SKU: COBRA0003 Category:


‘inner connections’

Mendelssohn op. 13 and Sibelius op. 56 The string quartet “voces intimae” by Jean Sibelius is traditionally combined with other Scandinavian works by such composers as Edward Grieg, but this recording couples it with the A minor string quartet op. 13 by Felix Mendelssohn-Bartholdy. These two works have more in common than one might think. Both have the feel of mature works, even though Mendelssohn wrote his quartet as a teenager, and both display great craftsmanship, personality and intimacy. Also both composers studied and worked at the Berliner Singakademie, although almost a century apart.


To understand the phenomenon that was Mendelssohn we can study his voluminous correspondence with his family, friends and colleagues. It is estimated that he wrote about seven thousand letters, because we know of about the same number of letters addressed to him: no less than five thousand of which still exist. These numbers seem incredible if we consider how short his life was (1809 – 1847). The art of writing was part of the so-called “education of mind and body” that his parents Lea (1774 – 1842) and Abraham Mendelssohn-Bartholdy (1776 -1835) chose for Felix, his two sisters Fanny and Rebekka, and his brother Paul, starting from their early childhood. This education included lessons in ancient and modem languages, mathematics, drawing, gymnastics and, of course, music. Private instructors visited the home of the Mendelssohns, creating an impression of an upper class, aristocratic upbringing which the average family could not afford. Although true to an extent, in practice the family had little choice: even in those days Jewish children were generally not allowed to attend public schools in Germany. Mendelsohn’s written style and the manner in which he 11 discuses certain subjects depend on whether the letter was intended for his mother or a friend, or for his father. It is remarkable how articulate and self-confident is the young Mendelssohn.


1n 1869, Maria Sibelius was forced by tragic circumstances to return to her mother’s home. The mother of three children, Linda (born 1863), Jean (Johan Julius Christian, born 1865) and Christian (born 1869), she had recently lost her husband to typhus. Under a mountain of unpaid bills, the Sibelius estate was soon declared bankrupt. The three children leamed to play instruments and later formed a piano trio in their 14 hometown of Hämeenlinna. Jean played the violin, Linda the piano and Christian the cello. Christian, like his father, was to pursue a career in medicine, but he was also a proficient cellist. There exist a number of cello works written for him by his brother Jean. Jean Sibelius’ international reputation is primarily as a composer of symphonic works, and his songs and chamber music are still considered to be of a lesser quality. Even his famous violin concerto op. 47 (1903) had failed to impress contemporary performers or the public. The premiere was given in Helsinki on 8 February, 1904, but that of the revised version was given at the Berliner Singakademie eighteen month later. At the time of his early cello compositions for his brother he had already written three string quartets in the tradition of Beethoven and Schumann, but we can hardly call these mature works. Sibelius, already in a deeply depressed state of mind, began working on the first ideas of his string quartet in D minor, op. 56, during a stay in Paris in 1908. He put the finishing touches to the score in London, where he was staying to conduct a series of concerts, in March, 1909. The quartet is written between the Third and Fourth Symphonies. At that time he confessed to a close friend: “I have suffered and learned a great deal.”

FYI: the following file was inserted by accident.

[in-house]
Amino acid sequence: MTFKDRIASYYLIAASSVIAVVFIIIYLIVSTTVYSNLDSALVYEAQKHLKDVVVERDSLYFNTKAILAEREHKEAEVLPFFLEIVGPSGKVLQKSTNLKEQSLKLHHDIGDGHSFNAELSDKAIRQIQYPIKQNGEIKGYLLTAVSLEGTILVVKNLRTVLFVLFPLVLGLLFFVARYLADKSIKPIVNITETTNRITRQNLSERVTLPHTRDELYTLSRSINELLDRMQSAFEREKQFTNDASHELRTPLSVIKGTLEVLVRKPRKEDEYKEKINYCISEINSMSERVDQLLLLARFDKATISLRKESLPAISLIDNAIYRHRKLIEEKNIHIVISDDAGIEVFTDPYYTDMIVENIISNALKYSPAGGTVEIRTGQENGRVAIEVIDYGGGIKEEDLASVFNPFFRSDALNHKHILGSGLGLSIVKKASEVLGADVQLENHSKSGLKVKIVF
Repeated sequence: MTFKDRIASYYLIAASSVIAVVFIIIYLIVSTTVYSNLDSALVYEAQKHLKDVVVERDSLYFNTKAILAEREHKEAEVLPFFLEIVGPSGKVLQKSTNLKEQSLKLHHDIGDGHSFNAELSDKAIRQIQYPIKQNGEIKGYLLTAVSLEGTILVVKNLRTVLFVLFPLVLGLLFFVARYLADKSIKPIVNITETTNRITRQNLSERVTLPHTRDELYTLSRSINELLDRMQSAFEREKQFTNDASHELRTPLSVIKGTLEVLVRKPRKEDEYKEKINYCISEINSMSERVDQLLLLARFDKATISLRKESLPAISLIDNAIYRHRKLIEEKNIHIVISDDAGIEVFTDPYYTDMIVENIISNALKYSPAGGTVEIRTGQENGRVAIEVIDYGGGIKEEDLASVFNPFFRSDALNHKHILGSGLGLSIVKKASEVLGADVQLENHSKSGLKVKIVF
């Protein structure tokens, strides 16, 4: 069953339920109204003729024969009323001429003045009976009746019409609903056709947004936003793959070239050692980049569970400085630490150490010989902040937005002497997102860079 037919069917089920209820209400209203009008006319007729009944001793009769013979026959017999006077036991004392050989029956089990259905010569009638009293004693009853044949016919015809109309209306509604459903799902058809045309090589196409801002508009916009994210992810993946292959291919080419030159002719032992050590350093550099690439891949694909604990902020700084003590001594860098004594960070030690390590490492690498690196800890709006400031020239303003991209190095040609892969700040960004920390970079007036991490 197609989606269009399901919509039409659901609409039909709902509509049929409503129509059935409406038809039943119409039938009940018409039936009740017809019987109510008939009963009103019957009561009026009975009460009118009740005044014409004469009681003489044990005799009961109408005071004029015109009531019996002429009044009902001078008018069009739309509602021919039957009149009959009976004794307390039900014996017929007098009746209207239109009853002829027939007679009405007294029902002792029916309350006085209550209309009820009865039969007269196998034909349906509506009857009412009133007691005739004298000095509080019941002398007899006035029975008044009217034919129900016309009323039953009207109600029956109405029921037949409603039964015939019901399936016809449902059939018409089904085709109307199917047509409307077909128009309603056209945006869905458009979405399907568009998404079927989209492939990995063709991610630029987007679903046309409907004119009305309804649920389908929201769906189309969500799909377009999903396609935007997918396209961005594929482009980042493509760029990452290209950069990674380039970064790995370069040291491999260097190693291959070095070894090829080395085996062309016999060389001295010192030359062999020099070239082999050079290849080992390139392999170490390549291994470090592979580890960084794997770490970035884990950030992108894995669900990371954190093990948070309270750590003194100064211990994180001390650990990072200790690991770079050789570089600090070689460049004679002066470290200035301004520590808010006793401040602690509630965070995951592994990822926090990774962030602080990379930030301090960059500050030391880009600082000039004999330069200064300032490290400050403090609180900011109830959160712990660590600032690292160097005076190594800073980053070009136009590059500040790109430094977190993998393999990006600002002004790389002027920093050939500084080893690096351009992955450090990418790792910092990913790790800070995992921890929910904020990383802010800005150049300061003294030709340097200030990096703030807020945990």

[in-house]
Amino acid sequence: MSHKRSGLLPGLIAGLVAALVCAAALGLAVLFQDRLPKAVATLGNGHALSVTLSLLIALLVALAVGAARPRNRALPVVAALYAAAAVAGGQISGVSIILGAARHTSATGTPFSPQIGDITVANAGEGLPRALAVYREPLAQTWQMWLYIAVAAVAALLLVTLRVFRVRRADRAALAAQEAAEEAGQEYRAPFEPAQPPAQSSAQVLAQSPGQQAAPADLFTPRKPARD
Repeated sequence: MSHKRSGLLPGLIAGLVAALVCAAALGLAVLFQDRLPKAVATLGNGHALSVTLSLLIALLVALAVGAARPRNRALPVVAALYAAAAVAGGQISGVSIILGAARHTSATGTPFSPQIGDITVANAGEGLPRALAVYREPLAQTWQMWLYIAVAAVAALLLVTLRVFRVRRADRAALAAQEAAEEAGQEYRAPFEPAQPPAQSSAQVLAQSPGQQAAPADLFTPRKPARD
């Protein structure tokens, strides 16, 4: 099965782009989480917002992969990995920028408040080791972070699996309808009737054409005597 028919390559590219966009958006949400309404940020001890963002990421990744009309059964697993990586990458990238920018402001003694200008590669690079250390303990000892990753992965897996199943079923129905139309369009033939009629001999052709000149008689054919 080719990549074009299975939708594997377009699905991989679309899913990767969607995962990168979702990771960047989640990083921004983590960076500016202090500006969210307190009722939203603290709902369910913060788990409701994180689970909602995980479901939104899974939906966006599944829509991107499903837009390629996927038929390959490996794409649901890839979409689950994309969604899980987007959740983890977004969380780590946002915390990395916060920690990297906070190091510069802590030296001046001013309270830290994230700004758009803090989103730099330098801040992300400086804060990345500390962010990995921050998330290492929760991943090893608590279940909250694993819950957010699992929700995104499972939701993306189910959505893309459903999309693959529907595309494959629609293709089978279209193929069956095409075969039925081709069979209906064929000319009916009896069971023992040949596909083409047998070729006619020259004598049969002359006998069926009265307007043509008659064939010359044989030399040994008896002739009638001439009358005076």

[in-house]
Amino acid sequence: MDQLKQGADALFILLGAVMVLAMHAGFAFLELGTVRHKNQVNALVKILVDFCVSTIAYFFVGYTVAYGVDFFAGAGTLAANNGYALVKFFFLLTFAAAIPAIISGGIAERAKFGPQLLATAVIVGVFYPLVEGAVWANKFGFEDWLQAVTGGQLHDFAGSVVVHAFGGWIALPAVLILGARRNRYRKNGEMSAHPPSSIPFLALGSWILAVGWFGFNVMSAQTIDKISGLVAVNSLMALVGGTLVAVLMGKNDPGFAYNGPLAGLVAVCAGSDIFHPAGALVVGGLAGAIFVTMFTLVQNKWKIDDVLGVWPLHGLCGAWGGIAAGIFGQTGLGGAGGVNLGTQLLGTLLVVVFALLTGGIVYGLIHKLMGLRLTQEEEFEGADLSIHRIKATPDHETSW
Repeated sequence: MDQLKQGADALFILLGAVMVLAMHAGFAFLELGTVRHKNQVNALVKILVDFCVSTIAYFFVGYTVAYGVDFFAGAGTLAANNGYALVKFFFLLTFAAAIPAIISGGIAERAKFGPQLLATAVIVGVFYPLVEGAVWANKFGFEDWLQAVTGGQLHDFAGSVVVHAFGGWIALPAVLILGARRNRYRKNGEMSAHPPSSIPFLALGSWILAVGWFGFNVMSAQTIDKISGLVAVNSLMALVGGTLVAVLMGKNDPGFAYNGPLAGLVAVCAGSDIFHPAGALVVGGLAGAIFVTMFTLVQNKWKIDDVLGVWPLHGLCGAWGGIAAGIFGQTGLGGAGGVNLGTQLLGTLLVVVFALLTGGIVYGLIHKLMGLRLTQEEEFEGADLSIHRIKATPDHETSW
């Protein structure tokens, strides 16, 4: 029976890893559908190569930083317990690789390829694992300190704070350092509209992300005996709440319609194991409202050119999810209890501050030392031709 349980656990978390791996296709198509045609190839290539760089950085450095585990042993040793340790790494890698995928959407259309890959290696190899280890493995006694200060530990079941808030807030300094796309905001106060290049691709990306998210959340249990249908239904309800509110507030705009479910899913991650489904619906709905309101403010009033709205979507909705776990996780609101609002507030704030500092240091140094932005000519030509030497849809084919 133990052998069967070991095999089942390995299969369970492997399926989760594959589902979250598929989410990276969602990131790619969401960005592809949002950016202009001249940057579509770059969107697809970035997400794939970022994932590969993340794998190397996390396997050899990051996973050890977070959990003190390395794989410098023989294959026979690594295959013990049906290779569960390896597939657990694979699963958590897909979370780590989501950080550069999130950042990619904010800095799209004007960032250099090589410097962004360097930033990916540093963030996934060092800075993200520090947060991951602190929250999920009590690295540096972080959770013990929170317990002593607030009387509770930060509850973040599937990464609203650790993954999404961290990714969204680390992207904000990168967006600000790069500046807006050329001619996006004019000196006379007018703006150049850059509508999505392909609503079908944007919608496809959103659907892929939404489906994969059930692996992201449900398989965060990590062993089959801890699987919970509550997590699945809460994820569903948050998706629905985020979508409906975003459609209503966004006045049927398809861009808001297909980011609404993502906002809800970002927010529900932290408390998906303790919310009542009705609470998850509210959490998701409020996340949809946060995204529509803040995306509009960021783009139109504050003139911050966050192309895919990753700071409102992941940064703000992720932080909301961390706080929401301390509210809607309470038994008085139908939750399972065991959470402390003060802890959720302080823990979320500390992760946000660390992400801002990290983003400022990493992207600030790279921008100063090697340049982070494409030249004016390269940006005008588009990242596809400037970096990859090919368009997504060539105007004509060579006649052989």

String Quartet Op.113 in a minor - Adagio Allegro Vivace (Felix Mendelssohn Bartholdy)
String Quartet Op.113 in a minor - Adagio Non Lento (Felix Mendelssohn Bartholdy)
String Quartet Op.113 in a minor - Intermezzo Allegretto Con Molto Allegro Di Molto (Felix Mendelssohn Bartholdy)
String Quartet Op.113 in a minor - Presto (Felix Mendelssohn Bartholdy)
String Quartet op.56 in d minor, Voces intimae - Andante (Jean Sibelius)
String Quartet op.56 in d minor, Voces intimae - Vivace (Jean Sibelius)
String Quartet op.56 in d minor, Voces intimae - Adagio Di Molto (Jean Sibelius)
String Quartet op.56 in d minor, Voces intimae - Allegretto (Jean Sibelius)
String Quartet op.56 in d minor, Voces intimae - Allegro (Jean Sibelius)

Additional information





, ,


There are no reviews yet.

Be the first to review “Mendelssohn-Sibelius”

Your email address will not be published. Required fields are marked *